How do I set up an auto-dosing system for my plants?

Q:

I recently started a job that requires some travel, so I need to autodose my indoor garden. It seems quite involved. Do you have any advice for setup and dosing? It looks like it will be pretty efficient once it’s set up and running.

A:

At first glance, autodosing does seem complicated, but it can be simplified. You probably know how it works: you set up tanks of your pH adjustor and fertilizer concentrates (you should store your calcium nitrate solution separate from the other fertilizer or it will precipitate) and hook the tanks up to peristaltic pumps.

The autodoser acts like a thermostat; define the levels you want for pH and EC, and it will pump in solutions to keep it at those levels. Growers can “set it and forget it”, saving several hours per week of maintenance and freeing themselves up to focus on growing healthy crops.

Here are a few other questions that are often forgotten.

How much maintenance is actually needed? Growers will want to calibrate the probes about once a week and occasionally check the water manually, just in case. You’ll want to check the concentrate levels once a week so that empty tanks don’t sneak up on you.

How much does it cost? Monitoring-only units will typically cost between $250 and $400. For instance, an all-in-one handheld meter may run at $280. When you add dosing and remote login capabilities, the price runs closer to $2,000. The benefit of a monitoring unit is that you could simplify the dosing task for someone taking care of your farm. If you want to leave it without extra help, however, you’ll need the complete version.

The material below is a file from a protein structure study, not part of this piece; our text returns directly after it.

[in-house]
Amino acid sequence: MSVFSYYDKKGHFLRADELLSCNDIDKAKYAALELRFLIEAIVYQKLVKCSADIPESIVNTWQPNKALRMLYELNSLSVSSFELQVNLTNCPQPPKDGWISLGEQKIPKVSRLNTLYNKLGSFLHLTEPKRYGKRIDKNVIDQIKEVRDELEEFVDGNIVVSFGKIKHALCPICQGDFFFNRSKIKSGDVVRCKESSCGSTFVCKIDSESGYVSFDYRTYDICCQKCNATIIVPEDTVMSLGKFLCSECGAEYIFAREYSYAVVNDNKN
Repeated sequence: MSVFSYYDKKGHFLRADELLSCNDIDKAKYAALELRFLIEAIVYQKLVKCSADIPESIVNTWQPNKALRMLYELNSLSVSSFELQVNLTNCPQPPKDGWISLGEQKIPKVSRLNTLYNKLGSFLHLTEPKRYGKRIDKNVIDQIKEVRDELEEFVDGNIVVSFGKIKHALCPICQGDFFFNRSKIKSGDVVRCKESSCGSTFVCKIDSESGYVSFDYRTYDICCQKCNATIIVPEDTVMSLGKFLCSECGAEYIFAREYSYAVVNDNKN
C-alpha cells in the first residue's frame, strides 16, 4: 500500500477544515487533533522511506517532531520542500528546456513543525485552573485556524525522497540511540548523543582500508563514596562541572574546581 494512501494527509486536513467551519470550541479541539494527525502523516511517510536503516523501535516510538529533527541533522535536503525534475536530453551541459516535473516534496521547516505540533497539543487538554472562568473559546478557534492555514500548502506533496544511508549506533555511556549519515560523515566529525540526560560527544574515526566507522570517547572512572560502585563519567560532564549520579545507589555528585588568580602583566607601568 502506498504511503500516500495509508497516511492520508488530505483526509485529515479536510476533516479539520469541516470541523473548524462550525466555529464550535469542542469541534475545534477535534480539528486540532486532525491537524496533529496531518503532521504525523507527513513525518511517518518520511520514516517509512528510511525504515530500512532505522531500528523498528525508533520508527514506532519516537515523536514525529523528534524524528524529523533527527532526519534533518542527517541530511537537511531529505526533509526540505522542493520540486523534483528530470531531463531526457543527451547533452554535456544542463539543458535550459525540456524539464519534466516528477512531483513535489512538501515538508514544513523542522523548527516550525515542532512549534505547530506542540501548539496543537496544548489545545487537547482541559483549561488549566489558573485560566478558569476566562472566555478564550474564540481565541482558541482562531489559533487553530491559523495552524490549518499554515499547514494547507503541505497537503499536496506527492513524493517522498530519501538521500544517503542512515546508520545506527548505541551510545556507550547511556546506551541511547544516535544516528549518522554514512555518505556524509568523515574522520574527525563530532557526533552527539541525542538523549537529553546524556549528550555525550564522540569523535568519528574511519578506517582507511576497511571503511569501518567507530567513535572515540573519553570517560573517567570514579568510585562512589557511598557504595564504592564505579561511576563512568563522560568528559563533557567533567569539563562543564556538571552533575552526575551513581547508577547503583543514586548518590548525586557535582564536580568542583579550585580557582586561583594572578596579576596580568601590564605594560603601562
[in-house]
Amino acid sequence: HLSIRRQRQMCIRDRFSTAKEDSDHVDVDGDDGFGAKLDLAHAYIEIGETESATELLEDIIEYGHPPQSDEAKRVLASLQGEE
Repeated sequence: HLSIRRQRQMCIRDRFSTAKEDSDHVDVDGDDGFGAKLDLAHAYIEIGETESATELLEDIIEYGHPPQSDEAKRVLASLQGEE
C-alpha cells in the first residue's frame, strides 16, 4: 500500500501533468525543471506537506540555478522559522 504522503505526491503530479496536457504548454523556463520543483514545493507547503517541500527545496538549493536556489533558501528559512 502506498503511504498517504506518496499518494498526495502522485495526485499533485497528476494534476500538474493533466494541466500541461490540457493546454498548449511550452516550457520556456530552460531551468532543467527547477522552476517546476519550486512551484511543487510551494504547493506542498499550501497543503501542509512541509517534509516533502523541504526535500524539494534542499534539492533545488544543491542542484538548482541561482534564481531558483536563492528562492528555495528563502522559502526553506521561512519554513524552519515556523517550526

Don’t forget that although the autodoser will manage pH and EC, and sometimes temperature, you might need a water top-off as well. If your sump doesn’t hold enough water, you’ll either want to upgrade it or install a tank to “top off” the water when it gets low.

The latter can function in one of two ways. The first is to use a sealed tank and an open valve just under the ideal water level. As the water level decreases, the open valve will let water into the tank. The second is to have a secondary tank (you can use this for return water if you’re running a recirculating system) with a float valve that turns a pump on or off.

If you’re using aquaponics, a solids-lifting overflow in the fish tank(s) can also safeguard against low water levels.

Note on traveling: It’s wise to still have a trusted friend check in on your system if possible. Autodosing takes care of pH and EC, but problems like leaks, pest outbreaks, or power outages could still prove catastrophic if left unattended for a few days.

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Written by Amy Storey
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Amy Storey is the content coordinator at Bright Agrotech, a company that manufactures vertical high-density farming equipment. Amy and the Bright Agrotech team provide modern growers with ZipGrow technology and tools like Able (able.ag) to build a fresher, more distributed food system.  Full Bio